The National Roads Authority on Tuesday reported it has recorded heavy traffic on Israeli roads as the government's new movement restrictions were about to come into effect.
The state-owned infrastructure company said that traffic density has gone up by 45% in comparison with the previous week, a trend that began on Monday, as rumors of the planned restrictions, which include a full curfew on Passover's traditional Seder night, started surfacing in the media.
It should be noted that in the previous two weeks, there has been a 60-50 percent decrease in traffic on Ayalon Highway, one of Israel's major roads connecting most of the country's center.
The lockdown, which was voted by the government on Tuesday, is set to begin at 7pm of that day and will include a curfew from 3pm Wednesday until Thursday morning, to prevent people giving in to the temptation to visit family and friends on the first night of the festival.
The nationwide lockdown essentially prevents most Israelis from leaving the municipal boundaries of their own cities, although they would be allowed to shop for essential supplies in their communities close to their homes.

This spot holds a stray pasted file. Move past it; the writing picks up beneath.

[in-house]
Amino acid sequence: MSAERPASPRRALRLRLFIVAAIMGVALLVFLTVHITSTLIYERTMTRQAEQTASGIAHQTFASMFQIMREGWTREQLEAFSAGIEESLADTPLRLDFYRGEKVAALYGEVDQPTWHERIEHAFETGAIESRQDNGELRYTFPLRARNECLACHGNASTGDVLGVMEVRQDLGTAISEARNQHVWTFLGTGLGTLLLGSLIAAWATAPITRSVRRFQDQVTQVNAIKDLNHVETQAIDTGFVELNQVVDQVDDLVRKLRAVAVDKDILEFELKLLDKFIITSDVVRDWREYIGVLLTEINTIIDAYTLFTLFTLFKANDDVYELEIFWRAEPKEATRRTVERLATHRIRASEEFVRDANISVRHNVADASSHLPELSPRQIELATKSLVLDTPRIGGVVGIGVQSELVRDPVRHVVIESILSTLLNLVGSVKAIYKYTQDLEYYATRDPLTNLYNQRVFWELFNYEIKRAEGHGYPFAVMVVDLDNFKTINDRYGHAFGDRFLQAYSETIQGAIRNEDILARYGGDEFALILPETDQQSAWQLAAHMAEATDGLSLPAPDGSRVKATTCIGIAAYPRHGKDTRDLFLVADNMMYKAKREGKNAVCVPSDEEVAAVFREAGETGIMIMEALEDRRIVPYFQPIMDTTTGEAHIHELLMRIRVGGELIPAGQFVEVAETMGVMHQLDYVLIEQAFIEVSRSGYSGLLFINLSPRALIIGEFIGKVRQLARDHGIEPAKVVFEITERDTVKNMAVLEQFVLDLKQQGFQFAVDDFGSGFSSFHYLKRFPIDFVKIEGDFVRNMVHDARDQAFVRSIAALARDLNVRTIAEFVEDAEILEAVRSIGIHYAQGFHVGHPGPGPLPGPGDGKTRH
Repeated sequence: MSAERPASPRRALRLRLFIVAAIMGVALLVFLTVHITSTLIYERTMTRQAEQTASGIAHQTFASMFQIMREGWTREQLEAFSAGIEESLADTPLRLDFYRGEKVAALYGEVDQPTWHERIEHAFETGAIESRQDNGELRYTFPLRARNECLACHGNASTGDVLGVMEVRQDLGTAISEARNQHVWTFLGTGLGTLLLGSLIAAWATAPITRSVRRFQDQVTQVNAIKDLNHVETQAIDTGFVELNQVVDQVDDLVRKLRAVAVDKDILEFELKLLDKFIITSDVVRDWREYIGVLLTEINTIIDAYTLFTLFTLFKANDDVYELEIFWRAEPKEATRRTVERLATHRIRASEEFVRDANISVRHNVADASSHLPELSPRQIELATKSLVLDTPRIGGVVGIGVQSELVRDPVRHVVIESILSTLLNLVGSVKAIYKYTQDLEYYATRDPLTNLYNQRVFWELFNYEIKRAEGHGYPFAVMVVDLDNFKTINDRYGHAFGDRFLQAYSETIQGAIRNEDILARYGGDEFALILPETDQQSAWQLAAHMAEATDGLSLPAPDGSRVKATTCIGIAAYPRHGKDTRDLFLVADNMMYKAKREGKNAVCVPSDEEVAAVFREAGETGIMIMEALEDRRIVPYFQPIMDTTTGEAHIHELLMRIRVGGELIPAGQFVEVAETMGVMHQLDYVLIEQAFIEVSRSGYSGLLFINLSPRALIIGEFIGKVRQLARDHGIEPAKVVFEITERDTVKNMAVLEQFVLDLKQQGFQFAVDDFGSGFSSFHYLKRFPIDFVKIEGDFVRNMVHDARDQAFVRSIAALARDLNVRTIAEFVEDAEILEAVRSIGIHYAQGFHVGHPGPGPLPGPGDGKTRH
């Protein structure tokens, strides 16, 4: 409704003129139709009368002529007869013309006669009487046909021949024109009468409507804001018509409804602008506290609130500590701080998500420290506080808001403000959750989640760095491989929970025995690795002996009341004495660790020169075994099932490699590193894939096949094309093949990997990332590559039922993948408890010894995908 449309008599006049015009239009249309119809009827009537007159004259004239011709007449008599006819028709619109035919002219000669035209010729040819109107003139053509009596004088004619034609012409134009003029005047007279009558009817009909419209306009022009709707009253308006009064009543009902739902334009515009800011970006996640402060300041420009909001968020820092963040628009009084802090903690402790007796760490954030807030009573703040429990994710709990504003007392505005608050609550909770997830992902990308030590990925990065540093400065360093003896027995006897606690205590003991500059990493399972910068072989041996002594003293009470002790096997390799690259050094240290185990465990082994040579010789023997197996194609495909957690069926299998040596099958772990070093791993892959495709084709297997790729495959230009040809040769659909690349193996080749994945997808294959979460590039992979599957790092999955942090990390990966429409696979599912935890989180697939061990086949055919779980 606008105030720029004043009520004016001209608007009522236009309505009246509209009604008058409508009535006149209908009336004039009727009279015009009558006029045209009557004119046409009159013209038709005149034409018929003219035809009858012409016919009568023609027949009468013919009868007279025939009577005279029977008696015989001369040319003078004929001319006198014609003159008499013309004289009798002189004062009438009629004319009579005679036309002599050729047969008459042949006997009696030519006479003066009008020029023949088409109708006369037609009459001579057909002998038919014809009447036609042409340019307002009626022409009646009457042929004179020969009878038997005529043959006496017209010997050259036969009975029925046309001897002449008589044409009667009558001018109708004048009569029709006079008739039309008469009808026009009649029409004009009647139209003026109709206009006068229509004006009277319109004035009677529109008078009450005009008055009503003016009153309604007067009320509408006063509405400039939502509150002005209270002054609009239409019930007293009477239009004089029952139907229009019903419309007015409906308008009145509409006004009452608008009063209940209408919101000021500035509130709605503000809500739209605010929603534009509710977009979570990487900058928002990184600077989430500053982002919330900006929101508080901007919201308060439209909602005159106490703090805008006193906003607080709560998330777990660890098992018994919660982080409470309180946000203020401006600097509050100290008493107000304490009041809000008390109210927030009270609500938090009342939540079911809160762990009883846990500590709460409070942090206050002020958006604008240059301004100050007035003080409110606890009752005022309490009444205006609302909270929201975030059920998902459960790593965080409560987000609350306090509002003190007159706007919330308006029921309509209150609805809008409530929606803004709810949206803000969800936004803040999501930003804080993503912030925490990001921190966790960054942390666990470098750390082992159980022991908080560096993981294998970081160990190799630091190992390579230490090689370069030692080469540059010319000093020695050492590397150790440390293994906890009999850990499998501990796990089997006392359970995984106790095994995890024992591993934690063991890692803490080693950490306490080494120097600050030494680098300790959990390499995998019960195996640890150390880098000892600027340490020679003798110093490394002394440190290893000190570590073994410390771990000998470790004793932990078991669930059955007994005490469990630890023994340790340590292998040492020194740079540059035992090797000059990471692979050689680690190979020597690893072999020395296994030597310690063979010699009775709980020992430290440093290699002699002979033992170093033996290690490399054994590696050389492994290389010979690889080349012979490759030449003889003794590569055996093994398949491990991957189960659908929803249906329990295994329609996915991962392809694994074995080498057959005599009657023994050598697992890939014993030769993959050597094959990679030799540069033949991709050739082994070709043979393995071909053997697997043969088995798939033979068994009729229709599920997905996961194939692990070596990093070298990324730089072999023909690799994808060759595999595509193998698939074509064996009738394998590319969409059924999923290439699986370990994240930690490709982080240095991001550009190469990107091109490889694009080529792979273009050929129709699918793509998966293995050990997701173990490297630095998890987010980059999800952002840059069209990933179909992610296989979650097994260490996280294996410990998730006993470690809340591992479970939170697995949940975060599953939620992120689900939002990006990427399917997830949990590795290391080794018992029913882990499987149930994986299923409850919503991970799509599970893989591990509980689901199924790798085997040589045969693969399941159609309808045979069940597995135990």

This is in contrast to the current guidelines that allow the public to stock up on food and medicine in stores and pharmacies, which might not be closest to their place of residence.
During that time, people will only be allowed to move between cities in extraordinary cases.
All public transport, including international and domestic flights, will be halted during the lockdown. Taxi services will still be operational.
Also, due to a nationwide curfew set to be in place on the night of Seder, food stores and pharmacies on Wednesday will close at 3pm, at least three hours earlier than they usually close on the eve of the Passover.
In addition, an order requiring Israelis to wear surgical masks when going outside will officially be issued and is set to go into effect on Sunday at 7am.